When to renew your Norwegian residence permit?

I recently had to renew my Norwegian family residence permit (oppholdstillatelse). Residence permits, in case you aren’t aware, have to be renewed every year for the first three years. When I initially received a residence permit for Norway a UDI staff member told me to start the renewal process around one month before the current permit expired. Later on the UDI website was updated to say you should apply at a minimum one month before – slightly different from what I was originally told, but still in the same general time frame. I applied a few weeks before the one month deadline, and called to double-check which documents were needed. The UDI representative told me there was a one-month processing period for residence permit renewals, which was a welcome time-frame given that my initial residence permit took over a year to process. I made my appointment and went down to the UDI office in Oslo. After turning in my papers I asked how long the renewal would take to process. The answer: three to four months. Yep, that’s right, in the space of two weeks the processing time increased threefold. Ahhh, UDI and your shenanigans….

 Your ever-changing antics would be much more entertaining if my entire legal existence didn’t depend on you

Finally, after three months or so, my renewal finished processing. If you want to know when yours is done, the quickest way is to call UDI – you can make an appointment immediately after you learn you have been approved. This can potentially save a fair amount of time, as the letter informing me of my renewal application approval came nearly two weeks after I had actually been approved.

After calling the Oslo office, scheduling an appointment, and waiting two weeks (yes, even more waiting) I was able to go down and get my photos and fingerprints taken for the new card. I then had to wait two more weeks for the card itself. All told, between when I first began the process to when I finally received the renewed residence permit card it had been twenty weeks, or a little over four months had passed. For a while during that time I had no valid oppholdstillatelse for Norway – as us non-EU/EEC immigrants know, this can be troublesome if you have a job (since technically you’re not supposed to be working without a currently valid oppholdstillatelse) and disastrous if you get a job during this period (since you officially can’t be hired without one).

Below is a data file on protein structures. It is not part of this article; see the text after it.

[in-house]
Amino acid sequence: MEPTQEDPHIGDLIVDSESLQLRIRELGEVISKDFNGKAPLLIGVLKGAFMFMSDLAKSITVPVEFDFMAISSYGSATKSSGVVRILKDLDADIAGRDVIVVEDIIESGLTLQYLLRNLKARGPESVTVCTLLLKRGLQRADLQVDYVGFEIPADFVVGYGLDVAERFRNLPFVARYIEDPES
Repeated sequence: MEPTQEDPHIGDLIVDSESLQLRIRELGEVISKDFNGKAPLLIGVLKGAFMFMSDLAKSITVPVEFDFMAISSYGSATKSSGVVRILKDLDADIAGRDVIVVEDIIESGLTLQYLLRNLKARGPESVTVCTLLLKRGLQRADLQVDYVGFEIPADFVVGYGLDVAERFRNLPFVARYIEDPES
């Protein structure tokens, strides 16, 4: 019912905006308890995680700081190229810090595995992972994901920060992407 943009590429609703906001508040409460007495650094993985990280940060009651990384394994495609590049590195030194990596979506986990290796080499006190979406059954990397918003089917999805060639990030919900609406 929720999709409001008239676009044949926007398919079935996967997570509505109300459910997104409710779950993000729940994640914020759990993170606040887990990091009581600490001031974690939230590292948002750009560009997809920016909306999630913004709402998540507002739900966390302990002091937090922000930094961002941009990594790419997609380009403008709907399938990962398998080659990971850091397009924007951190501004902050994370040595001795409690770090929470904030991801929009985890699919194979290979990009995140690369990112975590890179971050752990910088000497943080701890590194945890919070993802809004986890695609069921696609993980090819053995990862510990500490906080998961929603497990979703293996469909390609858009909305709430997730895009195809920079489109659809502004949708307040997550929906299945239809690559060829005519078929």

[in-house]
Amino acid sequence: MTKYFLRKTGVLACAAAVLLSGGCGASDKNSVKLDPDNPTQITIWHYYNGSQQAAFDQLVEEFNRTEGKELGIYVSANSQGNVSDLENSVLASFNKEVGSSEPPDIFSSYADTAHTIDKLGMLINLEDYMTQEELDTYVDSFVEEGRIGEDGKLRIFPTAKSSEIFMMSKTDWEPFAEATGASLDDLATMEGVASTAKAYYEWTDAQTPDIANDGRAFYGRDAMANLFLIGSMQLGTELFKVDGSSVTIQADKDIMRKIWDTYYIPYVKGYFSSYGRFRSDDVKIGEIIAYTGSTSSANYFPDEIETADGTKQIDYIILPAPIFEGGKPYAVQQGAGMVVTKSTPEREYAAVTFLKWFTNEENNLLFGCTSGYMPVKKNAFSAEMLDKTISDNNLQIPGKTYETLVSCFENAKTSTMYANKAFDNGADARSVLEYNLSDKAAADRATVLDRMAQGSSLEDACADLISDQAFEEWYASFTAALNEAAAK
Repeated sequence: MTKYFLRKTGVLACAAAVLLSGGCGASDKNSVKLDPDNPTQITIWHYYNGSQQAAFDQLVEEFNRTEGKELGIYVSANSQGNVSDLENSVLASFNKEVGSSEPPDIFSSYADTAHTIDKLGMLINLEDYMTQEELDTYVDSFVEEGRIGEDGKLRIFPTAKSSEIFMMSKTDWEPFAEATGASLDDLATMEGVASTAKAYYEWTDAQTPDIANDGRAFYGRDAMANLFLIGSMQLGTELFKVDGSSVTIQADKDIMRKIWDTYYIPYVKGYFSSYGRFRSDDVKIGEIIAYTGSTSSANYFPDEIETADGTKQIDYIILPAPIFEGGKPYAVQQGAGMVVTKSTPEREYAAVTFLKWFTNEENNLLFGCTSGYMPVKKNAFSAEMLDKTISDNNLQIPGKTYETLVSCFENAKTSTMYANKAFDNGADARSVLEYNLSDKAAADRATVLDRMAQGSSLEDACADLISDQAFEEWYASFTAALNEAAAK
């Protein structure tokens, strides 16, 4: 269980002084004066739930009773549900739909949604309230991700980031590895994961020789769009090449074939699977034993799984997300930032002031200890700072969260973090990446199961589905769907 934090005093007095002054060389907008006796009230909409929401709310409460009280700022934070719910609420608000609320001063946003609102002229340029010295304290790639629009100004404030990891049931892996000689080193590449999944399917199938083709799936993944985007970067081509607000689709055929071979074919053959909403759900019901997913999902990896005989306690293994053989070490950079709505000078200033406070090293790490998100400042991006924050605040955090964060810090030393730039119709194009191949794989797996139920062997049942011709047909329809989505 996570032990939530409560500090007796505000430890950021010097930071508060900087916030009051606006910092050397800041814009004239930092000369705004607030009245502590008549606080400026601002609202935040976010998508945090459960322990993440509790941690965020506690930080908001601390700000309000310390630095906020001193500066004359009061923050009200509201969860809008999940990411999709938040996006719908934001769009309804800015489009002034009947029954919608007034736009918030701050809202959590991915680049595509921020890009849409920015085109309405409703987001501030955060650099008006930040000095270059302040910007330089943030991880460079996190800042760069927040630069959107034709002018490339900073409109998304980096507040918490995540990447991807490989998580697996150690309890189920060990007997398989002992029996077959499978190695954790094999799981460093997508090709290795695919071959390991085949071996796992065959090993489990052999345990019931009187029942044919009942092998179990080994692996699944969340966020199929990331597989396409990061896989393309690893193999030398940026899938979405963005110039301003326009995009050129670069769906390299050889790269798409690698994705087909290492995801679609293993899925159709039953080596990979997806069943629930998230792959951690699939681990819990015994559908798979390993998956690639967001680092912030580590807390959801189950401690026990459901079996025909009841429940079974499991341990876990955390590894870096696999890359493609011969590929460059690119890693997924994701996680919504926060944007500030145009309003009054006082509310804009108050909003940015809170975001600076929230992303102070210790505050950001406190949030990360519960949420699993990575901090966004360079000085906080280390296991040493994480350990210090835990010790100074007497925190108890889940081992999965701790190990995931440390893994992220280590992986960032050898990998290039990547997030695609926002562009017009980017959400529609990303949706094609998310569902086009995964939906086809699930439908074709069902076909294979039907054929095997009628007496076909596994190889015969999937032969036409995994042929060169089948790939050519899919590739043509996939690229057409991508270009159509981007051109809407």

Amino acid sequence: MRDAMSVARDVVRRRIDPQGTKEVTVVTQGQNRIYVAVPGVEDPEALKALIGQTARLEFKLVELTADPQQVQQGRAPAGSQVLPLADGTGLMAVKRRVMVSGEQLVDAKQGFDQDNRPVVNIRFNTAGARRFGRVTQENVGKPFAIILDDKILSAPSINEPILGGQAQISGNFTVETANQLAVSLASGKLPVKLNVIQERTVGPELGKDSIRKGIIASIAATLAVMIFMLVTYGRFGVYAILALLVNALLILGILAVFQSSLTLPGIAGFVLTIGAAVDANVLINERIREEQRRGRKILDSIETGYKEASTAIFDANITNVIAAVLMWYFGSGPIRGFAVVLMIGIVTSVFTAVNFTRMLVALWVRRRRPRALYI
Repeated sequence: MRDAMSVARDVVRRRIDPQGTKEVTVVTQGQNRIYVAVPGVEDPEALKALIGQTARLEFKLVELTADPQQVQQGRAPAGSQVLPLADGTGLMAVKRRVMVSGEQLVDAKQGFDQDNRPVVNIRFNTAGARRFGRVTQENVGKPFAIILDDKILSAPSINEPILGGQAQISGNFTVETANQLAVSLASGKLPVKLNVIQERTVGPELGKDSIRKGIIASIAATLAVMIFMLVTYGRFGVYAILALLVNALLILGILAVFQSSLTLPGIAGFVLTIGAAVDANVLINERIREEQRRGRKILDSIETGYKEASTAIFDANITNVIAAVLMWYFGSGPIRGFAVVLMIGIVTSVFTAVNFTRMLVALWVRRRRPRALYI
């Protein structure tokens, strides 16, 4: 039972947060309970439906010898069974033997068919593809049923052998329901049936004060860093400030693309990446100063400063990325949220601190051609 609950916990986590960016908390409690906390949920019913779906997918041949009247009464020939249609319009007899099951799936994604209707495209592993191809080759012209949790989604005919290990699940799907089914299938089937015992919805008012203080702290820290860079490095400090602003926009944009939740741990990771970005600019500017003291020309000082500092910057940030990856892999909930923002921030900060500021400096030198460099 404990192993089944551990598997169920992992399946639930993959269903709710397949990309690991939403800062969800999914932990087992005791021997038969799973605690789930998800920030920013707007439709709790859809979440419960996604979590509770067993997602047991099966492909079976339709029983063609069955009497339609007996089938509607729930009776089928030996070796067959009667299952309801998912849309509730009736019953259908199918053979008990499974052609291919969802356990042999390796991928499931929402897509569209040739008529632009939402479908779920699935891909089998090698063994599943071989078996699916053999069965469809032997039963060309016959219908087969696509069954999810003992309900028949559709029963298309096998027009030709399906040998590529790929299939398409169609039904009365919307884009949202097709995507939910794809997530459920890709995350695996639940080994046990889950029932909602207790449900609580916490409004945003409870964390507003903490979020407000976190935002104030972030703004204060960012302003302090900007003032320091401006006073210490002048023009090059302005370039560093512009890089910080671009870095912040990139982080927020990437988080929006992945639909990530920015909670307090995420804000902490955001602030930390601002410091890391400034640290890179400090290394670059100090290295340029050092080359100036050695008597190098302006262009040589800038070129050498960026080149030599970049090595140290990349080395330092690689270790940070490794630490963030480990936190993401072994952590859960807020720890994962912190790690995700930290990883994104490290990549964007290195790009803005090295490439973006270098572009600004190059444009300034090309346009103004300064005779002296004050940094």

So how do you avoid this oppholdstillatelse gap? Clearly following the UDI instructions (minimum one month before the current permit expires) isn’t good enough. Their case processing estimate of three to four months seems accurate for now, though remember that they admit to being not constant (look halfway down the page), so really it’s better to be apply for your renewal months in advance, just in case of even more UDI shenanigans. I inquired at UDI and found out you can apply for a renewal of your residence permit up to four months before its expiration – and they recommend you do so. None of this is on the UDI website – why I don’t know – but if you are going to be renewing your Norwegian residence permit anytime soon, get on it early. The day you are four months away from your expiration date, go to Application Portal Norway and get the process started. Who knows, you might even get your new one before your current one expires.

Your New Nearest Post Office in Oslo

The Norwegian Postal Service recently decided to close the vast majority of post offices in Norway. All the closures should be implemented by 2014, at which point there will only be 30 post offices in the entire country. In Oslo we will lose 28 postal centers. This doesn’t mean that the mail is going away – most cities and towns will still have at least one Post i butikk, a system where there is a postal counter in local stores, plus mail delivery will continue as normal. 

If you prefer going to an actual post office to mail your letters and packages then count yourself lucky if you live in Oslo – we will still have seven postal centers after all is said and done. They will all be located in the inner Oslo area, though, with no post offices outside the Ring 3 road. To see where your new nearest post office will be, check the map below showing the seven surviving offices.

View Remaining Post Offices in Oslo in a larger map

Keep in mind that there may be a Post i butikk closer to you – use Posten’s map to see all available postal options in your area. A list of all post offices being closed can be found in PDF format here.